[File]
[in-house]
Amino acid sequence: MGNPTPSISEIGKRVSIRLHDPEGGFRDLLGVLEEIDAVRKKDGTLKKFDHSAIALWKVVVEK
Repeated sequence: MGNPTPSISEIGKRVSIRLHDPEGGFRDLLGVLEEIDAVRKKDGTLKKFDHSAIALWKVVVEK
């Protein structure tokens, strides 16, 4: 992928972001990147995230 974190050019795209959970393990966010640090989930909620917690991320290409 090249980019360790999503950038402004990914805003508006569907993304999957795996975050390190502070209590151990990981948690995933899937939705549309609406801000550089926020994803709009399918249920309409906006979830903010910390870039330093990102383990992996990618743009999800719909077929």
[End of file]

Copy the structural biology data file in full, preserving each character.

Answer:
[in-house]
Amino acid sequence: MGNPTPSISEIGKRVSIRLHDPEGGFRDLLGVLEEIDAVRKKDGTLKKFDHSAIALWKVVVEK
Repeated sequence: MGNPTPSISEIGKRVSIRLHDPEGGFRDLLGVLEEIDAVRKKDGTLKKFDHSAIALWKVVVEK
């Protein structure tokens, strides 16, 4: 992928972001990147995230 974190050019795209959970393990966010640090989930909620917690991320290409 090249980019360790999503950038402004990914805003508006569907993304999957795996975050390190502070209590151990990981948690995933899937939705549309609406801000550089926020994803709009399918249920309409906006979830903010910390870039330093990102383990992996990618743009999800719909077929």